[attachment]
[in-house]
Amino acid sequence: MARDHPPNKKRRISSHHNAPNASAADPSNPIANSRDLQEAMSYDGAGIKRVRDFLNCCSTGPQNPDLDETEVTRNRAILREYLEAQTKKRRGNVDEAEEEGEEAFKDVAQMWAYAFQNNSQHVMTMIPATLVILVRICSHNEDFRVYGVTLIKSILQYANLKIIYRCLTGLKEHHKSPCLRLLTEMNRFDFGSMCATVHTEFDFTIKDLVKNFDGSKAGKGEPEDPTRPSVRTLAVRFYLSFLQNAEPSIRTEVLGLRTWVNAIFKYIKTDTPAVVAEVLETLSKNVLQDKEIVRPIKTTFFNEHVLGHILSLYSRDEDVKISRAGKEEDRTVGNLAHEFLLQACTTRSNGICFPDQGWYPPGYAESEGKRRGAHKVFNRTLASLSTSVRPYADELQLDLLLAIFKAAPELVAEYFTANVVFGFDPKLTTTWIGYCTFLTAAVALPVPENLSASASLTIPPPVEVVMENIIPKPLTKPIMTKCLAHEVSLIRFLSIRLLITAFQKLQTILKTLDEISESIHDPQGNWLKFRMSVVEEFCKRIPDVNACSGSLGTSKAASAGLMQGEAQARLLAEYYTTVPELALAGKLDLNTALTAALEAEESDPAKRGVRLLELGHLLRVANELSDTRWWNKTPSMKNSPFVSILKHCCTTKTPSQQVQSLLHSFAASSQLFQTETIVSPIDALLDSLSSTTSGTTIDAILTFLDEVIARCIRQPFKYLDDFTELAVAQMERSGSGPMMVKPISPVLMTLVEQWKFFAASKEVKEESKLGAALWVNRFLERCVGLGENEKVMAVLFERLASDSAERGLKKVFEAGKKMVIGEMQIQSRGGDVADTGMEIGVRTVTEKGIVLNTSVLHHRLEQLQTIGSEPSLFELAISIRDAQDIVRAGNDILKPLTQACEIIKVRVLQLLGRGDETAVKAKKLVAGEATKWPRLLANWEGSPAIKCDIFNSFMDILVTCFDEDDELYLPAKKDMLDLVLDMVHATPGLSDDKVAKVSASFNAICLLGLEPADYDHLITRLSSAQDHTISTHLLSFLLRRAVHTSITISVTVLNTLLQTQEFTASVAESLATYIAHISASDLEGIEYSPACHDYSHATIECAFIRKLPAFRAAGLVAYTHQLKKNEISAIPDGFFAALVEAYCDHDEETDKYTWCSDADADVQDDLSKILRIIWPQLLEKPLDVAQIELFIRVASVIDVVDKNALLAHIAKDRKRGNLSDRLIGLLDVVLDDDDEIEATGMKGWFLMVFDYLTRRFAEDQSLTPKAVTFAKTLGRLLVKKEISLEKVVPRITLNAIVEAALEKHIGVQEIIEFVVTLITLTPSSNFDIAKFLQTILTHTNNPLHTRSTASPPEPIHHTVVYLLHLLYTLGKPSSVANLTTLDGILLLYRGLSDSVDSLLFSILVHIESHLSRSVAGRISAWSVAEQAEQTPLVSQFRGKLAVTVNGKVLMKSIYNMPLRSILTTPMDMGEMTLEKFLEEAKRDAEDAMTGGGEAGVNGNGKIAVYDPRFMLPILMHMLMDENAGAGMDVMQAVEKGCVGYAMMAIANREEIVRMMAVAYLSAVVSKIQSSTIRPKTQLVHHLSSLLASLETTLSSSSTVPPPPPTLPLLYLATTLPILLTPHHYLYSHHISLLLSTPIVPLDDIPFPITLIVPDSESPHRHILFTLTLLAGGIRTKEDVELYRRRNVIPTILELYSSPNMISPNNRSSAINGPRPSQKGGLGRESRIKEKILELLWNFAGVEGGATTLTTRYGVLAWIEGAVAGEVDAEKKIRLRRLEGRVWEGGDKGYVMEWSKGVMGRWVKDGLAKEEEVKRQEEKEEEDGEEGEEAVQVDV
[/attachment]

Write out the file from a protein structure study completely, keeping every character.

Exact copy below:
[in-house]
Amino acid sequence: MARDHPPNKKRRISSHHNAPNASAADPSNPIANSRDLQEAMSYDGAGIKRVRDFLNCCSTGPQNPDLDETEVTRNRAILREYLEAQTKKRRGNVDEAEEEGEEAFKDVAQMWAYAFQNNSQHVMTMIPATLVILVRICSHNEDFRVYGVTLIKSILQYANLKIIYRCLTGLKEHHKSPCLRLLTEMNRFDFGSMCATVHTEFDFTIKDLVKNFDGSKAGKGEPEDPTRPSVRTLAVRFYLSFLQNAEPSIRTEVLGLRTWVNAIFKYIKTDTPAVVAEVLETLSKNVLQDKEIVRPIKTTFFNEHVLGHILSLYSRDEDVKISRAGKEEDRTVGNLAHEFLLQACTTRSNGICFPDQGWYPPGYAESEGKRRGAHKVFNRTLASLSTSVRPYADELQLDLLLAIFKAAPELVAEYFTANVVFGFDPKLTTTWIGYCTFLTAAVALPVPENLSASASLTIPPPVEVVMENIIPKPLTKPIMTKCLAHEVSLIRFLSIRLLITAFQKLQTILKTLDEISESIHDPQGNWLKFRMSVVEEFCKRIPDVNACSGSLGTSKAASAGLMQGEAQARLLAEYYTTVPELALAGKLDLNTALTAALEAEESDPAKRGVRLLELGHLLRVANELSDTRWWNKTPSMKNSPFVSILKHCCTTKTPSQQVQSLLHSFAASSQLFQTETIVSPIDALLDSLSSTTSGTTIDAILTFLDEVIARCIRQPFKYLDDFTELAVAQMERSGSGPMMVKPISPVLMTLVEQWKFFAASKEVKEESKLGAALWVNRFLERCVGLGENEKVMAVLFERLASDSAERGLKKVFEAGKKMVIGEMQIQSRGGDVADTGMEIGVRTVTEKGIVLNTSVLHHRLEQLQTIGSEPSLFELAISIRDAQDIVRAGNDILKPLTQACEIIKVRVLQLLGRGDETAVKAKKLVAGEATKWPRLLANWEGSPAIKCDIFNSFMDILVTCFDEDDELYLPAKKDMLDLVLDMVHATPGLSDDKVAKVSASFNAICLLGLEPADYDHLITRLSSAQDHTISTHLLSFLLRRAVHTSITISVTVLNTLLQTQEFTASVAESLATYIAHISASDLEGIEYSPACHDYSHATIECAFIRKLPAFRAAGLVAYTHQLKKNEISAIPDGFFAALVEAYCDHDEETDKYTWCSDADADVQDDLSKILRIIWPQLLEKPLDVAQIELFIRVASVIDVVDKNALLAHIAKDRKRGNLSDRLIGLLDVVLDDDDEIEATGMKGWFLMVFDYLTRRFAEDQSLTPKAVTFAKTLGRLLVKKEISLEKVVPRITLNAIVEAALEKHIGVQEIIEFVVTLITLTPSSNFDIAKFLQTILTHTNNPLHTRSTASPPEPIHHTVVYLLHLLYTLGKPSSVANLTTLDGILLLYRGLSDSVDSLLFSILVHIESHLSRSVAGRISAWSVAEQAEQTPLVSQFRGKLAVTVNGKVLMKSIYNMPLRSILTTPMDMGEMTLEKFLEEAKRDAEDAMTGGGEAGVNGNGKIAVYDPRFMLPILMHMLMDENAGAGMDVMQAVEKGCVGYAMMAIANREEIVRMMAVAYLSAVVSKIQSSTIRPKTQLVHHLSSLLASLETTLSSSSTVPPPPPTLPLLYLATTLPILLTPHHYLYSHHISLLLSTPIVPLDDIPFPITLIVPDSESPHRHILFTLTLLAGGIRTKEDVELYRRRNVIPTILELYSSPNMISPNNRSSAINGPRPSQKGGLGRESRIKEKILELLWNFAGVEGGATTLTTRYGVLAWIEGAVAGEVDAEKKIRLRRLEGRVWEGGDKGYVMEWSKGVMGRWVKDGLAKEEEVKRQEEKEEEDGEEGEEAVQVDV